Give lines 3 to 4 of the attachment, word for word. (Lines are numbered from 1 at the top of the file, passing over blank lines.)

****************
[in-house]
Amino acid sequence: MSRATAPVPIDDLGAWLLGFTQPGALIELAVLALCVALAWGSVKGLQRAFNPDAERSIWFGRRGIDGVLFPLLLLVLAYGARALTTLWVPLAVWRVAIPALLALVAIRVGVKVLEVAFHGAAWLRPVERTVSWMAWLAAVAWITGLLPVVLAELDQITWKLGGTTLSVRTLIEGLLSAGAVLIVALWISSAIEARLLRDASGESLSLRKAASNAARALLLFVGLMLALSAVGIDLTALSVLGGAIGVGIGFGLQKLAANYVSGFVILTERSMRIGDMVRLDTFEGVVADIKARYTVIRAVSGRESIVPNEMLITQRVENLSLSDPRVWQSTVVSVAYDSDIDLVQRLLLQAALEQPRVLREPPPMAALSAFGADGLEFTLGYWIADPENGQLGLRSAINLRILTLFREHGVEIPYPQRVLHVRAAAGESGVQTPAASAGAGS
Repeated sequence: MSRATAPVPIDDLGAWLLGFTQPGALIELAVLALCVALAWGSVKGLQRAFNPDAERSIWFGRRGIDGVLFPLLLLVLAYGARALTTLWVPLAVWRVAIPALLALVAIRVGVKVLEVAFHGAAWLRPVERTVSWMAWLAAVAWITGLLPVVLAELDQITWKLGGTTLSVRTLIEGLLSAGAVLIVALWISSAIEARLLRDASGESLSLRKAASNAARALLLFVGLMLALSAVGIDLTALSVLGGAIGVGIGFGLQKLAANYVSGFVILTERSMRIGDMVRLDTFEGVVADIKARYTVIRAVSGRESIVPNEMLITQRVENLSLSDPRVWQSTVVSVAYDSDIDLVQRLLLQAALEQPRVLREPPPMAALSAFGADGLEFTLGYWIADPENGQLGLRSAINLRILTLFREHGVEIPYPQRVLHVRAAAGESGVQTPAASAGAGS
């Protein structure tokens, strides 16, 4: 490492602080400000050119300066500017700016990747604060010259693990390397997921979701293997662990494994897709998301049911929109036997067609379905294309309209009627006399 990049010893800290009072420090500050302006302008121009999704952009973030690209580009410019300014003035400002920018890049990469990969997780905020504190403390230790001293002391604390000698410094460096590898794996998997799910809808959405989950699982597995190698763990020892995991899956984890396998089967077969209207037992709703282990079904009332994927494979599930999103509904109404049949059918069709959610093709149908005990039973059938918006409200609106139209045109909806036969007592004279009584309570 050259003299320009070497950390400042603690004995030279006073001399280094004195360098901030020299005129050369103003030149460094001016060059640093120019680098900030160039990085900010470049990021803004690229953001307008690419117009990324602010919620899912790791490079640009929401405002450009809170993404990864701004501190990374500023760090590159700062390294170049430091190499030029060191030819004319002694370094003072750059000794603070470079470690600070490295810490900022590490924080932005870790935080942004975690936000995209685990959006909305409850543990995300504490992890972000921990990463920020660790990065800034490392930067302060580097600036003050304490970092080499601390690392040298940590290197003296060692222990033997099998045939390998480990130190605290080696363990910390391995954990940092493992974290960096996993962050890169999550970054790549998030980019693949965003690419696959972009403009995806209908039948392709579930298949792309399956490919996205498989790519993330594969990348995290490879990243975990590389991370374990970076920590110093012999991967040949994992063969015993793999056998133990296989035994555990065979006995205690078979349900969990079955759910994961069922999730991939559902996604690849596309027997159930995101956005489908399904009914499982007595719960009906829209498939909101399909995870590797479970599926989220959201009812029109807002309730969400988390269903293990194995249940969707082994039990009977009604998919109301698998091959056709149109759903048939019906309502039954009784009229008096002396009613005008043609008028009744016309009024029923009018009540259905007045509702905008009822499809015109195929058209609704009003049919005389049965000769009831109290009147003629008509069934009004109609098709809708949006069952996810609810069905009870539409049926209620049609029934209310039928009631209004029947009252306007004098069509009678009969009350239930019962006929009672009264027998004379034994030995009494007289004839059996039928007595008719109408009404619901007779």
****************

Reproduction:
Repeated sequence: MSRATAPVPIDDLGAWLLGFTQPGALIELAVLALCVALAWGSVKGLQRAFNPDAERSIWFGRRGIDGVLFPLLLLVLAYGARALTTLWVPLAVWRVAIPALLALVAIRVGVKVLEVAFHGAAWLRPVERTVSWMAWLAAVAWITGLLPVVLAELDQITWKLGGTTLSVRTLIEGLLSAGAVLIVALWISSAIEARLLRDASGESLSLRKAASNAARALLLFVGLMLALSAVGIDLTALSVLGGAIGVGIGFGLQKLAANYVSGFVILTERSMRIGDMVRLDTFEGVVADIKARYTVIRAVSGRESIVPNEMLITQRVENLSLSDPRVWQSTVVSVAYDSDIDLVQRLLLQAALEQPRVLREPPPMAALSAFGADGLEFTLGYWIADPENGQLGLRSAINLRILTLFREHGVEIPYPQRVLHVRAAAGESGVQTPAASAGAGS
């Protein structure tokens, strides 16, 4: 490492602080400000050119300066500017700016990747604060010259693990390397997921979701293997662990494994897709998301049911929109036997067609379905294309309209009627006399 990049010893800290009072420090500050302006302008121009999704952009973030690209580009410019300014003035400002920018890049990469990969997780905020504190403390230790001293002391604390000698410094460096590898794996998997799910809808959405989950699982597995190698763990020892995991899956984890396998089967077969209207037992709703282990079904009332994927494979599930999103509904109404049949059918069709959610093709149908005990039973059938918006409200609106139209045109909806036969007592004279009584309570 050259003299320009070497950390400042603690004995030279006073001399280094004195360098901030020299005129050369103003030149460094001016060059640093120019680098900030160039990085900010470049990021803004690229953001307008690419117009990324602010919620899912790791490079640009929401405002450009809170993404990864701004501190990374500023760090590159700062390294170049430091190499030029060191030819004319002694370094003072750059000794603070470079470690600070490295810490900022590490924080932005870790935080942004975690936000995209685990959006909305409850543990995300504490992890972000921990990463920020660790990065800034490392930067302060580097600036003050304490970092080499601390690392040298940590290197003296060692222990033997099998045939390998480990130190605290080696363990910390391995954990940092493992974290960096996993962050890169999550970054790549998030980019693949965003690419696959972009403009995806209908039948392709579930298949792309399956490919996205498989790519993330594969990348995290490879990243975990590389991370374990970076920590110093012999991967040949994992063969015993793999056998133990296989035994555990065979006995205690078979349900969990079955759910994961069922999730991939559902996604690849596309027997159930995101956005489908399904009914499982007595719960009906829209498939909101399909995870590797479970599926989220959201009812029109807002309730969400988390269903293990194995249940969707082994039990009977009604998919109301698998091959056709149109759903048939019906309502039954009784009229008096002396009613005008043609008028009744016309009024029923009018009540259905007045509702905008009822499809015109195929058209609704009003049919005389049965000769009831109290009147003629008509069934009004109609098709809708949006069952996810609810069905009870539409049926209620049609029934209310039928009631209004029947009252306007004098069509009678009969009350239930019962006929009672009264027998004379034994030995009494007289004839059996039928007595008719109408009404619901007779």